The price of the rescue plan was set at 65 billion krona, or $18.3 billion in today’s dollars, which was then 4 percent of the country’s GDP. As of 1996, that total cost was down to 2 percent GDP after loans were recouped and the last of the bad assets had been sold off. Many economists have argued that if you factor in the country’s continued stake in the nationalized bank, now called Nordea, Sweden ultimately broke even.
The amazing thing about the success of this plan is that although it was announced in September of 1992, no legislation was passed until December. The fact that the two political parties had come together so completely was good enough to inspire public confidence in the banking sector.
“This broad political consensus was I believe of vital importance and made the prompt handling of the financial crisis possible,” said Urban Bäckström, Sweden’s Central Bank chairman from 1994 to 2002, during a speech to a Federal Reserve symposium in 1997.
Sweden ultimately did relent and devalue its currency in November 1992, a decision that had the unexpected and happy effect of leading to a two-decade long trade boom with exports doubling as a percentage of GDP from 1992 to 2008. But Stockholm School of Economics’s Englund says that the key to resolving the initial crisis was still the decisive joint-rescue plan. “The remarkable thing here was that you got all important politicians, all important parties in Parliament [to come] together,” Englund said. “That was the single most important thing.”
Contrast this with how we handled our financial crisis in the United States. After Lehman went bankrupt, Treasury Secretary Henry Paulson designed an ad hoc $700 billion bailout package, without much in the way of strings attached, and presented it to Congress in the midst of the country’s worst financial panic in 80 years. Nancy Pelosi, who had agreed with the Bush administration on the terms of the bailout deal just the day before, gave a speech right before the House was supposed to vote on the bill demagoguing the issue and blaming Bush for the economic calamity. House Republicans used Pelosi’s speech as an excuse to vote down their own party’s plan and the single worst trading day in 20 years ensued.
The bill was eventually passed one week later. While the program ultimately succeeded in restoring market confidence, and only cost taxpayers a fraction of its original price tag, the legislation was a disaster from a political standpoint. "The extreme unpopularity of TARP has made it all but impossible to do anything remotely like it again," Princeton economist Alan Blinder wrote about the legacy of the bill. The fact that the financial sector has recovered more quickly and comprehensively than the broader economy after causing the disaster certainly hasn’t enamored the public to TARP.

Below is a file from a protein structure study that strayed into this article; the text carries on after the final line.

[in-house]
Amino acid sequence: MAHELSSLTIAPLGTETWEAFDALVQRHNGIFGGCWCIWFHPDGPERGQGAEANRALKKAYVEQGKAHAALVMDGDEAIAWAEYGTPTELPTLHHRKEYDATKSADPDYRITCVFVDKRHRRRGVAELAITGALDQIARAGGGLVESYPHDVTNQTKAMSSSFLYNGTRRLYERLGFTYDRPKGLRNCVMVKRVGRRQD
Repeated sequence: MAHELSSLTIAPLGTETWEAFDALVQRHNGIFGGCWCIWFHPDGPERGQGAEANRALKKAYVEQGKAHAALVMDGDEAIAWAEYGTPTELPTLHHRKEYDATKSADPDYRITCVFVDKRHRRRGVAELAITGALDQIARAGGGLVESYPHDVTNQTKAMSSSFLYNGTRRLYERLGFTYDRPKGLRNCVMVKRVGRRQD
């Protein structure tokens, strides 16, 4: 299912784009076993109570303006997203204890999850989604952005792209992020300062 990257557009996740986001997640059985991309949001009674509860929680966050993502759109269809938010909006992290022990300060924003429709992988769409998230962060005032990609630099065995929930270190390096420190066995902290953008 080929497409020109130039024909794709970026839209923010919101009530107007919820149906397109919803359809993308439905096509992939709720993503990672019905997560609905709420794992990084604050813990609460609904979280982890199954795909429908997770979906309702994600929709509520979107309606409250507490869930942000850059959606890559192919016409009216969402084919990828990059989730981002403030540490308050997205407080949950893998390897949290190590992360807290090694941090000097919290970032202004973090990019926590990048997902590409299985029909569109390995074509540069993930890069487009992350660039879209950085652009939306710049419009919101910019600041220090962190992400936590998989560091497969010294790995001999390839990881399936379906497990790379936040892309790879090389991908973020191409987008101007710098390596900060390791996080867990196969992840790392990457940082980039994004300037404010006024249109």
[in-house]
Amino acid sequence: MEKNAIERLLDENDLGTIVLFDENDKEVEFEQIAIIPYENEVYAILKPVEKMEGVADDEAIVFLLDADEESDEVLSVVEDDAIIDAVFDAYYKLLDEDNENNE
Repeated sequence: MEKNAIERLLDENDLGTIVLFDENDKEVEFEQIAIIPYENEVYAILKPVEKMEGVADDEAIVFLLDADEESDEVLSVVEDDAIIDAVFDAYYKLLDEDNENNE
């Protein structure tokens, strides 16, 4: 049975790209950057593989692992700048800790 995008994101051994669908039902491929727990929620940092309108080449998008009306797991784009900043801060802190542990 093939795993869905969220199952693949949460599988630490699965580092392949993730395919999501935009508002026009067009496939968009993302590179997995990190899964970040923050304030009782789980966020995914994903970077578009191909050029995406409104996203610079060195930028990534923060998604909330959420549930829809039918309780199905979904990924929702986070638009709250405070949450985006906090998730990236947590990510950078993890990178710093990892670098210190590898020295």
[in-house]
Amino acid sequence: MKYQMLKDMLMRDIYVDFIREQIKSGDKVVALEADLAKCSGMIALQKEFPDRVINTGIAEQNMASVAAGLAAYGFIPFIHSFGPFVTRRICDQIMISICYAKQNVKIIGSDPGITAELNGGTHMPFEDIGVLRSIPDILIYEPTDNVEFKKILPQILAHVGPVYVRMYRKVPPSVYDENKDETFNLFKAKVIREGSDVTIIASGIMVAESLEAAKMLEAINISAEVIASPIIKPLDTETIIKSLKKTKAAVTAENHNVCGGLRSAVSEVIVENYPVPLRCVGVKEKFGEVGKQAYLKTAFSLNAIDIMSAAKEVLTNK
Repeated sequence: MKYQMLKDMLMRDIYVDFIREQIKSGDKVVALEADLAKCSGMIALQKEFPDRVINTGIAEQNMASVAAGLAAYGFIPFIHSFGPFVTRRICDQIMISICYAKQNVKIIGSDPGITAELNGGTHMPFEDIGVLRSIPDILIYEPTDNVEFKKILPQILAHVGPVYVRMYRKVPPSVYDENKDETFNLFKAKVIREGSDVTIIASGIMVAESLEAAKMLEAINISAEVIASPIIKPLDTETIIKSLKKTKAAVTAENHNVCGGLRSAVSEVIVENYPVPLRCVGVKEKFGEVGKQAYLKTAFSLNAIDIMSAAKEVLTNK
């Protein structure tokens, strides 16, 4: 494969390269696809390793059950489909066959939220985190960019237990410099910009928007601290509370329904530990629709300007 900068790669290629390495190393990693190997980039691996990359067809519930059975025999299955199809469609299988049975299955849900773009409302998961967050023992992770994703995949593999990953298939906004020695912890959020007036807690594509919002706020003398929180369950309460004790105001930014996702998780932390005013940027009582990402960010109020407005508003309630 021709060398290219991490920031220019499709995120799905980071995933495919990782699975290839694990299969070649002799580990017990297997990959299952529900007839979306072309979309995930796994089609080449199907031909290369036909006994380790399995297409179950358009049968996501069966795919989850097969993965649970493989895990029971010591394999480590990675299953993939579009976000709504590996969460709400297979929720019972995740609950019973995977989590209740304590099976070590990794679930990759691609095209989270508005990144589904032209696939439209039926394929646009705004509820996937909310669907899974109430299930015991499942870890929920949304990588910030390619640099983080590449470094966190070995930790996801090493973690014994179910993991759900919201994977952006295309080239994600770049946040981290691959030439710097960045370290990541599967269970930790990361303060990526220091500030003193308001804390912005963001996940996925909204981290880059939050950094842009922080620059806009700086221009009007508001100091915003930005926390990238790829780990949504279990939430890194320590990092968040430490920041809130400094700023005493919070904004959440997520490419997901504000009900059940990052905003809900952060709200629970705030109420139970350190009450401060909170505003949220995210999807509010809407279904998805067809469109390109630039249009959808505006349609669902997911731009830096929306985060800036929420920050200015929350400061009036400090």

In Sweden, on the other hand, the rescue package was viewed universally as a success. The political parties came together and did what was necessary to save the system, while at the same time insisting on extracting something out of the banks. The result was that the Social Democratic minority party was able to win back the reins of government in the next election running on the idea that it had done what was in the national interest during Sweden’s darkest hour.
“That was really part of that trademark as a party and I think it was on their part a rational calculation on how the voters would regard them,” Englund said. “In Swedish politics you gain votes by appearing responsible.”
The initial unity and the shared experience of trial by fire had a lasting impact on both of the nation’s leading political parties. The strength of the recovery allowed the Swedish government to put into place long-term structural and policy reforms with principles from both parties. The vast Swedish social state was trimmed through a series of reforms to pension insurance and unemployment benefits, while Sweden’s generous national health-care benefits and strong public education system were left intact. There was tax reform that broadened the tax base and cut rates but also raised taxes on dividends and capital gains. Perhaps most importantly, an unofficial budget rule was established that required that the government stick to a 1 percent average annual budget surplus. Both parties have been able to stick to this rule, despite no official mechanism for enforcing it, because of its widespread political appeal.
“Rules are important, but even more important is actually that all major parties in the Swedish Parliament [are] supporting responsible fiscal policy,” said the current conservative Finance Minister Anders Borg in a speech in Washington, D.C., earlier this year. “We obviously have a lot of political battles, but they are fought inside a framework where we are sticking to stringent budget policies as a starting point. Obviously this could change, but today we have almost an 80-90 percent support for a balanced budget among the voters, particularly Social Democratic voters.”